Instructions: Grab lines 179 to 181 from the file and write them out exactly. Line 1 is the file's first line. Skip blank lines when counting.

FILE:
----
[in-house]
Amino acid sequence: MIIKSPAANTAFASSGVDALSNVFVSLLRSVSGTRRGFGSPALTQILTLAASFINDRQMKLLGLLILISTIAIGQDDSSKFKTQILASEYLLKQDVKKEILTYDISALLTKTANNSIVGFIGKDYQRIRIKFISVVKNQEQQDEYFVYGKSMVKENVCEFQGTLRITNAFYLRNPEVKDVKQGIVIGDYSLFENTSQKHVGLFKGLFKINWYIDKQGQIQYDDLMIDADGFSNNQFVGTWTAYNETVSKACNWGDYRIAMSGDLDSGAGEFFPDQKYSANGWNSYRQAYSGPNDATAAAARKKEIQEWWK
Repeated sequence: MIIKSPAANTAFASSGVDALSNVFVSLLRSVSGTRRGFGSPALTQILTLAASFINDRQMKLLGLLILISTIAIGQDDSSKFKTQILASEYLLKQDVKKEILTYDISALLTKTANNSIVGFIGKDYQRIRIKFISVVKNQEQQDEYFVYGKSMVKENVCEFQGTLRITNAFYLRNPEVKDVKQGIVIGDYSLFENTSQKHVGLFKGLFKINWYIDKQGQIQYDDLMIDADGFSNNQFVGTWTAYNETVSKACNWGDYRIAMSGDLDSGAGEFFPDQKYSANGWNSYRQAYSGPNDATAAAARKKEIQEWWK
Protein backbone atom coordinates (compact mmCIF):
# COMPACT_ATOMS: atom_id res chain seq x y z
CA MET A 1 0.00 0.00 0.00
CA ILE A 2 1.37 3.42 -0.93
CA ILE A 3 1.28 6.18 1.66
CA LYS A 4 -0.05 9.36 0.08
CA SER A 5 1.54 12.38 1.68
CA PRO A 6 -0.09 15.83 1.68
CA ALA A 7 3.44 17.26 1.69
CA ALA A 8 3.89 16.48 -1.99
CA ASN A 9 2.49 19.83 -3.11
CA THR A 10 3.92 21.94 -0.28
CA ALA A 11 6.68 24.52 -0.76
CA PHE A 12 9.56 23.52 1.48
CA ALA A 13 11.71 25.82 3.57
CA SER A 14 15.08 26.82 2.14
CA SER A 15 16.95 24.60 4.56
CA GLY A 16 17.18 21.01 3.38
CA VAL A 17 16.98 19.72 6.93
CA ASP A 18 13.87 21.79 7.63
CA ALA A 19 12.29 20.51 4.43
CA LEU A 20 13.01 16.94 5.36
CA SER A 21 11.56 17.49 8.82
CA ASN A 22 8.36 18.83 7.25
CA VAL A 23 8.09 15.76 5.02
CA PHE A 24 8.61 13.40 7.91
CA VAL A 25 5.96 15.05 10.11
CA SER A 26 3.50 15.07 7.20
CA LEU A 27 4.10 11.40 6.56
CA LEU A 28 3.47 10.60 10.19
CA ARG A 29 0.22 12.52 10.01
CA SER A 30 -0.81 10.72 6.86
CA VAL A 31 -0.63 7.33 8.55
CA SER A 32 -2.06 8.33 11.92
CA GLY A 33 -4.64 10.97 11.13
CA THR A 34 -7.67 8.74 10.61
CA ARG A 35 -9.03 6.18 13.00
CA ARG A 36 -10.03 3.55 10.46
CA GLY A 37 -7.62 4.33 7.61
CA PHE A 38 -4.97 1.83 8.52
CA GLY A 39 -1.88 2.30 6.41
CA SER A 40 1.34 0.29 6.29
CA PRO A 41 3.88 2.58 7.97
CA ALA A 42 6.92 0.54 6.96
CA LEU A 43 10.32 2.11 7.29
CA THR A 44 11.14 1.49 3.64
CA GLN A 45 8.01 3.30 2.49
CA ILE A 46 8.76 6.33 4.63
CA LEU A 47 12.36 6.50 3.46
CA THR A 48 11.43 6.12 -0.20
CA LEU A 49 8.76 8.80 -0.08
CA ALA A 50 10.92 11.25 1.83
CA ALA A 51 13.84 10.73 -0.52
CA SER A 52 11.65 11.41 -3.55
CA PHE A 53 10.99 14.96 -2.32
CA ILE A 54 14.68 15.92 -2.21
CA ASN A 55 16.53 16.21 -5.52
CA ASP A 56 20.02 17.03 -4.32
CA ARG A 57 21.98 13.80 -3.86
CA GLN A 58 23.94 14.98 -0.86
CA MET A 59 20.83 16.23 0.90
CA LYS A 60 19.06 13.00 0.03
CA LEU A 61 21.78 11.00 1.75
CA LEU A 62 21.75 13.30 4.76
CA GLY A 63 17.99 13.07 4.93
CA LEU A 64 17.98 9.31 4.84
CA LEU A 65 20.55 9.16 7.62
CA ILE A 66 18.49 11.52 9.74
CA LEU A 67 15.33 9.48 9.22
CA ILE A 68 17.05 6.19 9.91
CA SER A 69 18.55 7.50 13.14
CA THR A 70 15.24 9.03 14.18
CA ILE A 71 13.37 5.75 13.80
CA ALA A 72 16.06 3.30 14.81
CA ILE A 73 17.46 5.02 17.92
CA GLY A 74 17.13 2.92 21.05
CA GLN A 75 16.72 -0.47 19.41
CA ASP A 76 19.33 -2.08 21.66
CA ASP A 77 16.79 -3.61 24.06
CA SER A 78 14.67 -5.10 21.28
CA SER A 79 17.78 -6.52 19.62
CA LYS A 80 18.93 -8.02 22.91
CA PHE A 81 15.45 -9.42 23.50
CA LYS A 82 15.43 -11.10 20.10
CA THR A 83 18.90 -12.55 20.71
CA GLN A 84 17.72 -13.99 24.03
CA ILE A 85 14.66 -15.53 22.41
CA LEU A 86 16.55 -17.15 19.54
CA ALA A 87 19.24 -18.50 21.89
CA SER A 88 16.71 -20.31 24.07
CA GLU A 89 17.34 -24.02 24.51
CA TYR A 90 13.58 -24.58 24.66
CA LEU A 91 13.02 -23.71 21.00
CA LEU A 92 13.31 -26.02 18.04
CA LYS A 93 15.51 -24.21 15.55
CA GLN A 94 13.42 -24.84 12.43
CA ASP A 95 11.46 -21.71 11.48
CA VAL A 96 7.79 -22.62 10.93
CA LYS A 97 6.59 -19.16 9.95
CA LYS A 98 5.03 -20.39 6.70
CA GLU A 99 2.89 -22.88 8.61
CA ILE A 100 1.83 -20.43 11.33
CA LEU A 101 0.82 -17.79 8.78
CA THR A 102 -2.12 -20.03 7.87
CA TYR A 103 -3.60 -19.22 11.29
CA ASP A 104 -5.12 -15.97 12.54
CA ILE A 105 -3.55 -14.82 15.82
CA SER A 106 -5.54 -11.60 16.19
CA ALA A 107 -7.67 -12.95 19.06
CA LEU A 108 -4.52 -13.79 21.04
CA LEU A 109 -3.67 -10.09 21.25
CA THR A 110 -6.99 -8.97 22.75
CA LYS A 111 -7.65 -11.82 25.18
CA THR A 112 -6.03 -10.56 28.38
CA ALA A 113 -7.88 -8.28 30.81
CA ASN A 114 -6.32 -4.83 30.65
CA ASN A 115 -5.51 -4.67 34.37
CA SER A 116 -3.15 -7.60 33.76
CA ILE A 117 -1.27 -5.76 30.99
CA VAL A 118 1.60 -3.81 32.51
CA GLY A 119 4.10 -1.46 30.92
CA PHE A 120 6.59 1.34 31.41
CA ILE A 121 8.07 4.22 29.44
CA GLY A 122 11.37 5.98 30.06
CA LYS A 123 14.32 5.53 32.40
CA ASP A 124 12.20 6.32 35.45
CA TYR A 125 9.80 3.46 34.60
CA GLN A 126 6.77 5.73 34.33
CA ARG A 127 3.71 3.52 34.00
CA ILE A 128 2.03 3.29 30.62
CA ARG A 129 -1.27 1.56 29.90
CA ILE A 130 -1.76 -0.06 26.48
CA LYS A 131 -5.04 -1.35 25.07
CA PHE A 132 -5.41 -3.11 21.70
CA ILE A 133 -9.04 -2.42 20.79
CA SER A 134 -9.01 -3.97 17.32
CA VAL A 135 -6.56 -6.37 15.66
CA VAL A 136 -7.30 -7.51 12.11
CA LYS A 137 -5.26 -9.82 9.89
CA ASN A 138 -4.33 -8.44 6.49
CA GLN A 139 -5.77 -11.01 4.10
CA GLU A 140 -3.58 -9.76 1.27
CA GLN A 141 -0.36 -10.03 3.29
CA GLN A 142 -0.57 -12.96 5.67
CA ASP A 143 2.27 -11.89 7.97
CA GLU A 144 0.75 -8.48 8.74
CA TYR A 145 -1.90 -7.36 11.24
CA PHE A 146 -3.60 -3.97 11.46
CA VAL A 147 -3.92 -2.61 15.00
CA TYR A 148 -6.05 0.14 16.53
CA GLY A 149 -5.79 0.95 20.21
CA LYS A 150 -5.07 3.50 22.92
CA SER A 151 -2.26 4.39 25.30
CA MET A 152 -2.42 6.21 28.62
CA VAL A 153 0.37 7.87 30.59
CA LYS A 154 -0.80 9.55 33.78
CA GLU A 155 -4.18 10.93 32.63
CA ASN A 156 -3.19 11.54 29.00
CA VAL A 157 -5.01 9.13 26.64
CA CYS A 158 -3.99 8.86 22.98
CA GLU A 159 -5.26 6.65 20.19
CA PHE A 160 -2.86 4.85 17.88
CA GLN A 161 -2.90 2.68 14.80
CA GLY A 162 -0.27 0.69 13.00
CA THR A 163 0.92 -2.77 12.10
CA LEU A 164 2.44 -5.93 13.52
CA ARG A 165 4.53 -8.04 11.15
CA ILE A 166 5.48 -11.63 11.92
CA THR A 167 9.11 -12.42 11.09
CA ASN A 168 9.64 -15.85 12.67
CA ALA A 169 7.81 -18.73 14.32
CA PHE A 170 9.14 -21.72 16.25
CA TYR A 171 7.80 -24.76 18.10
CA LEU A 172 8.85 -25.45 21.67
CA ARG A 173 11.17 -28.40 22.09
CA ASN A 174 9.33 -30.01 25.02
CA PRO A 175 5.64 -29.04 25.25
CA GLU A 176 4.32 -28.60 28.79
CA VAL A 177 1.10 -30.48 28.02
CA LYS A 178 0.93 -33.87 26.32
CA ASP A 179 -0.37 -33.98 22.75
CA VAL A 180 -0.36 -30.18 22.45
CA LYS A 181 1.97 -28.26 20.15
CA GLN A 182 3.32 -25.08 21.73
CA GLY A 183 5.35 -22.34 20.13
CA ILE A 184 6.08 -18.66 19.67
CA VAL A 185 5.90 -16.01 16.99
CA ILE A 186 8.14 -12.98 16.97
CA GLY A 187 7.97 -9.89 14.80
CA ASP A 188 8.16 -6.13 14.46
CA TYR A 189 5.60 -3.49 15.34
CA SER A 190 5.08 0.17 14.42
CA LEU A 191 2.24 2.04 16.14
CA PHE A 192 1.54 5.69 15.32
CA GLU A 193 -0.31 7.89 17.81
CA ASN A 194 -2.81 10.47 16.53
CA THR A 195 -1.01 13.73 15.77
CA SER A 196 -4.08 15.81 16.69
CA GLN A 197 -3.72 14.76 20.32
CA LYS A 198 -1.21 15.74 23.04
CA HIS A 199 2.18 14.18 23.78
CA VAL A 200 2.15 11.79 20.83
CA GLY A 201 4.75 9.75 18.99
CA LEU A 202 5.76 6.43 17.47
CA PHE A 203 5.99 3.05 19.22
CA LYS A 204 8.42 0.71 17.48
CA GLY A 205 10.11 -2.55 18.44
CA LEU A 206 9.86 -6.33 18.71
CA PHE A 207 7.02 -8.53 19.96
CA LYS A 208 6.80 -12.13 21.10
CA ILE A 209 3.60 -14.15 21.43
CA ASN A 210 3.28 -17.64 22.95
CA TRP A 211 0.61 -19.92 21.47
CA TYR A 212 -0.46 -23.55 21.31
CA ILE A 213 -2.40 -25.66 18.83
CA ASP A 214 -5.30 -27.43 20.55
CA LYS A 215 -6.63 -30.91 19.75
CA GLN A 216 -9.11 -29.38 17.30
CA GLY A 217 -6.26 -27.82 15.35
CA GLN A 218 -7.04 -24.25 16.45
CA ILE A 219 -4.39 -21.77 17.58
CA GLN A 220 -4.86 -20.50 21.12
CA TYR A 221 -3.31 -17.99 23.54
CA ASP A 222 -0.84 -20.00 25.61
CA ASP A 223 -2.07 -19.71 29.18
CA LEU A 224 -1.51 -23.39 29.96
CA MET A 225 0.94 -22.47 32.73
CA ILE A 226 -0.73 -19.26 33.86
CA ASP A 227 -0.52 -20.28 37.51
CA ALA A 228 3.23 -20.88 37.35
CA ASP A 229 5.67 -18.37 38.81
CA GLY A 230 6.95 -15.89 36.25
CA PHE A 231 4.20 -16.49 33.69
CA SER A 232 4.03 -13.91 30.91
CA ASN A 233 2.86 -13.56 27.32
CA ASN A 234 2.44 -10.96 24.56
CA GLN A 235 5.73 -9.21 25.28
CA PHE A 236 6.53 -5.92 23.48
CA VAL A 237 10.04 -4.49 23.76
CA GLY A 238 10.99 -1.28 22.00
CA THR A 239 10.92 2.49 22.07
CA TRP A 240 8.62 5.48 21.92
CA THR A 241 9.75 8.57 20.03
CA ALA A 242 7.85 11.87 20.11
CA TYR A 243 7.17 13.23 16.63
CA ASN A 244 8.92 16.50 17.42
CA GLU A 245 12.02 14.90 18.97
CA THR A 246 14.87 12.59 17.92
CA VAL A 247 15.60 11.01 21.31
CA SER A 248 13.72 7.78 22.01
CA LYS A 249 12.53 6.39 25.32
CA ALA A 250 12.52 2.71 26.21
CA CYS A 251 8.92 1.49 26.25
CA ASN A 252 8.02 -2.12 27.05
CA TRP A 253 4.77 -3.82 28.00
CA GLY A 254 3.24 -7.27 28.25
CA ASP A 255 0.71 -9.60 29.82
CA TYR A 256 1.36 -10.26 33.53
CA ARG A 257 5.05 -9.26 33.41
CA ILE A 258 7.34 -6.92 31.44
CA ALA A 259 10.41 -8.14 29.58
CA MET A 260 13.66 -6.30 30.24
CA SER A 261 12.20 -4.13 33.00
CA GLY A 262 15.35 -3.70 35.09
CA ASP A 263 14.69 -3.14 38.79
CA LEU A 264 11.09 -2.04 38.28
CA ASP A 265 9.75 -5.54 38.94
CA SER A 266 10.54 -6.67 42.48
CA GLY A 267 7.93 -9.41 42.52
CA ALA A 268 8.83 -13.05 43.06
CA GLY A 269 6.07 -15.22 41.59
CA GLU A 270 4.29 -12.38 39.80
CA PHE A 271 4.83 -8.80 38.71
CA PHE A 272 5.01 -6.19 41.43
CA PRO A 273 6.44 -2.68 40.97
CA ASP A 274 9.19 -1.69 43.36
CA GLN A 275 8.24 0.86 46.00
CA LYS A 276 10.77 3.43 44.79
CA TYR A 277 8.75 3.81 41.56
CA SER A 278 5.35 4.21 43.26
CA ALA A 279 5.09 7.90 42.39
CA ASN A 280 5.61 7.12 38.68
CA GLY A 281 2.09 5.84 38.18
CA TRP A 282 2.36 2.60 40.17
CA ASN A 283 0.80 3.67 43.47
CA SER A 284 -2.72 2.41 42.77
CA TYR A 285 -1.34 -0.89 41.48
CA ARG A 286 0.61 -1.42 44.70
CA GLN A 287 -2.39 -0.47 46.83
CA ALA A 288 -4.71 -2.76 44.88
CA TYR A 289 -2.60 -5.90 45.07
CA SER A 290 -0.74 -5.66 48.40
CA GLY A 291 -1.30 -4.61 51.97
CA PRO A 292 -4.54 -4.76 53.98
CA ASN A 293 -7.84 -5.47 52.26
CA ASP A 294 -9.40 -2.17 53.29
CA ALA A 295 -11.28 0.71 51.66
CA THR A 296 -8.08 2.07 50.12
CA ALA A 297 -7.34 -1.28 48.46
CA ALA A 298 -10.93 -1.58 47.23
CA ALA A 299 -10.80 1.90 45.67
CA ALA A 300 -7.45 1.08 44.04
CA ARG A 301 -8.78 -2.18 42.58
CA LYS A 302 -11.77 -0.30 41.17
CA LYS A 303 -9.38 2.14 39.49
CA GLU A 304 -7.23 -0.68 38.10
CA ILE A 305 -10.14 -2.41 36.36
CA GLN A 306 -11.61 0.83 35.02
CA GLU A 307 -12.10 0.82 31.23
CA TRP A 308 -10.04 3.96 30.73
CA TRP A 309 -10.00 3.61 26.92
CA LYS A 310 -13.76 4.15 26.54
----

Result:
CA ASN A 174 9.33 -30.01 25.02
CA PRO A 175 5.64 -29.04 25.25
CA GLU A 176 4.32 -28.60 28.79